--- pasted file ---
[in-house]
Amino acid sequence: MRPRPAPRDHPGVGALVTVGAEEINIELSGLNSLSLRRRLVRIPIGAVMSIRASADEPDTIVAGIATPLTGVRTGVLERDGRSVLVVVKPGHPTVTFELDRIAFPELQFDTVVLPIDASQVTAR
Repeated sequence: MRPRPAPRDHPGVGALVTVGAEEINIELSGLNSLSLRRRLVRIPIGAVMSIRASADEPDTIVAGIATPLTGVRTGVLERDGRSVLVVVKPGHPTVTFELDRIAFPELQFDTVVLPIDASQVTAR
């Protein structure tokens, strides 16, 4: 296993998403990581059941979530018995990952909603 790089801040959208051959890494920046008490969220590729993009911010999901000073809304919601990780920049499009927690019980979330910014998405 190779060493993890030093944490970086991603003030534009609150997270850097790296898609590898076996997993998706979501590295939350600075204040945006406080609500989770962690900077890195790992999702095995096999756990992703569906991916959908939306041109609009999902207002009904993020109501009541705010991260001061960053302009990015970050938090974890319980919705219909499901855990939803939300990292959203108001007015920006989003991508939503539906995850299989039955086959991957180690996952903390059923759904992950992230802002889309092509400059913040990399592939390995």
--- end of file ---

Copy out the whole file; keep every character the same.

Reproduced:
[in-house]
Amino acid sequence: MRPRPAPRDHPGVGALVTVGAEEINIELSGLNSLSLRRRLVRIPIGAVMSIRASADEPDTIVAGIATPLTGVRTGVLERDGRSVLVVVKPGHPTVTFELDRIAFPELQFDTVVLPIDASQVTAR
Repeated sequence: MRPRPAPRDHPGVGALVTVGAEEINIELSGLNSLSLRRRLVRIPIGAVMSIRASADEPDTIVAGIATPLTGVRTGVLERDGRSVLVVVKPGHPTVTFELDRIAFPELQFDTVVLPIDASQVTAR
């Protein structure tokens, strides 16, 4: 296993998403990581059941979530018995990952909603 790089801040959208051959890494920046008490969220590729993009911010999901000073809304919601990780920049499009927690019980979330910014998405 190779060493993890030093944490970086991603003030534009609150997270850097790296898609590898076996997993998706979501590295939350600075204040945006406080609500989770962690900077890195790992999702095995096999756990992703569906991916959908939306041109609009999902207002009904993020109501009541705010991260001061960053302009990015970050938090974890319980919705219909499901855990939803939300990292959203108001007015920006989003991508939503539906995850299989039955086959991957180690996952903390059923759904992950992230802002889309092509400059913040990399592939390995």